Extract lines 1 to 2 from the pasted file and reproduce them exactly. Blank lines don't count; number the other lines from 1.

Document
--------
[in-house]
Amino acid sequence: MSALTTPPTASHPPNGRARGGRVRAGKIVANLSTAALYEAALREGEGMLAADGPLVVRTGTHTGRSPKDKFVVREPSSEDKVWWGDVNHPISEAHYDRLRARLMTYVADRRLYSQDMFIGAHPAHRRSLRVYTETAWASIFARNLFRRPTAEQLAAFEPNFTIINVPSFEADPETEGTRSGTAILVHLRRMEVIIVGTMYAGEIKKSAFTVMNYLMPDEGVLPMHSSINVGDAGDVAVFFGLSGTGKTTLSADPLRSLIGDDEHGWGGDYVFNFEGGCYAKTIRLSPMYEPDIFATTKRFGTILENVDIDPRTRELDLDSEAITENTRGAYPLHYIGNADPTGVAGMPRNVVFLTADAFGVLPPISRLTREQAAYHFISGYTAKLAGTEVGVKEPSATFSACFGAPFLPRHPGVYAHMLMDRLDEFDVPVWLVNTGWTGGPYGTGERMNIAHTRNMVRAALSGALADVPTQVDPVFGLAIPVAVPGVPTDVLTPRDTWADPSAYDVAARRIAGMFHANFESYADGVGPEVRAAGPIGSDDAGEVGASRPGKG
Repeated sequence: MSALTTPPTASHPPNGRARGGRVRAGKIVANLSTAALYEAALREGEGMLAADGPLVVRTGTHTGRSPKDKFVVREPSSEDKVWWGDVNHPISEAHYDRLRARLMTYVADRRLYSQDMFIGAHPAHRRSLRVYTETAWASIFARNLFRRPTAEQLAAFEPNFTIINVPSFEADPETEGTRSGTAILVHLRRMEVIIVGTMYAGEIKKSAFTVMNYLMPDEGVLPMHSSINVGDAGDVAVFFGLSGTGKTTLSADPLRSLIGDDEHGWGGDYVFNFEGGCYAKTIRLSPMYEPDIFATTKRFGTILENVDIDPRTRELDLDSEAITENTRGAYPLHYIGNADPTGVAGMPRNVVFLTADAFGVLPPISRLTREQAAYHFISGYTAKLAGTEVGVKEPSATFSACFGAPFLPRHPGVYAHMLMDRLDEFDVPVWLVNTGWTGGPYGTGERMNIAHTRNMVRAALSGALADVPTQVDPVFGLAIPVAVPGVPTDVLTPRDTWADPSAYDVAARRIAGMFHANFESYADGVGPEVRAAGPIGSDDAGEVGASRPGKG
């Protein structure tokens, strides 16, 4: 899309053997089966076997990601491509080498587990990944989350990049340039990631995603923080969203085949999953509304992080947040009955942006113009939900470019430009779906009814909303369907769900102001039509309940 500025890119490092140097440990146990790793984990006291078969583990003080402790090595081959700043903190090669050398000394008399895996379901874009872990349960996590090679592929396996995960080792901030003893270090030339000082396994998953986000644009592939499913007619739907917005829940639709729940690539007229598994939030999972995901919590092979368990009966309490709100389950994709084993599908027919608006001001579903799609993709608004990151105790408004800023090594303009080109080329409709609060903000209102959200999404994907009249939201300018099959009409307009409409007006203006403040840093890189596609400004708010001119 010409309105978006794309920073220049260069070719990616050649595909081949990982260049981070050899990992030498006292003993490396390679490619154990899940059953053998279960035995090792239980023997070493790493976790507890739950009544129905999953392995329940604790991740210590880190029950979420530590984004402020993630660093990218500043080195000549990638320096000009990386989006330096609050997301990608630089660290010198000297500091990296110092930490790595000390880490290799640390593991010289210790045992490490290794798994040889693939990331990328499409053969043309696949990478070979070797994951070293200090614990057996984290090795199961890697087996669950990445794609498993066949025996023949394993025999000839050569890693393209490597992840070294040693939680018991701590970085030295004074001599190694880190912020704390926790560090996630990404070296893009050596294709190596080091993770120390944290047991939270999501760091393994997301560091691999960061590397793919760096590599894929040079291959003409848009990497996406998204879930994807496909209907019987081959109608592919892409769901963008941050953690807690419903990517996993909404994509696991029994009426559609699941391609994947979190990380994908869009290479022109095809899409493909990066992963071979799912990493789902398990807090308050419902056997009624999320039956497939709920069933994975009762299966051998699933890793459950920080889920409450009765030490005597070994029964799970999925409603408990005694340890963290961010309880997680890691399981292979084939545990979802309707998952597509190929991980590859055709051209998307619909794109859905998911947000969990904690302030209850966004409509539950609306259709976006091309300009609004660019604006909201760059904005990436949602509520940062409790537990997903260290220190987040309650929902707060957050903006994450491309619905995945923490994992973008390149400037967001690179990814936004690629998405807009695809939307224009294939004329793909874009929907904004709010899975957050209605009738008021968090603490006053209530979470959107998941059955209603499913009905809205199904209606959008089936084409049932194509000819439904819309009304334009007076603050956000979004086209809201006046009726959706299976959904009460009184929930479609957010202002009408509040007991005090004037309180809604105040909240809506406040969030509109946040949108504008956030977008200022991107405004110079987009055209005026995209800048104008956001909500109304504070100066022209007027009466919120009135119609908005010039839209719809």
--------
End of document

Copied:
[in-house]
Amino acid sequence: MSALTTPPTASHPPNGRARGGRVRAGKIVANLSTAALYEAALREGEGMLAADGPLVVRTGTHTGRSPKDKFVVREPSSEDKVWWGDVNHPISEAHYDRLRARLMTYVADRRLYSQDMFIGAHPAHRRSLRVYTETAWASIFARNLFRRPTAEQLAAFEPNFTIINVPSFEADPETEGTRSGTAILVHLRRMEVIIVGTMYAGEIKKSAFTVMNYLMPDEGVLPMHSSINVGDAGDVAVFFGLSGTGKTTLSADPLRSLIGDDEHGWGGDYVFNFEGGCYAKTIRLSPMYEPDIFATTKRFGTILENVDIDPRTRELDLDSEAITENTRGAYPLHYIGNADPTGVAGMPRNVVFLTADAFGVLPPISRLTREQAAYHFISGYTAKLAGTEVGVKEPSATFSACFGAPFLPRHPGVYAHMLMDRLDEFDVPVWLVNTGWTGGPYGTGERMNIAHTRNMVRAALSGALADVPTQVDPVFGLAIPVAVPGVPTDVLTPRDTWADPSAYDVAARRIAGMFHANFESYADGVGPEVRAAGPIGSDDAGEVGASRPGKG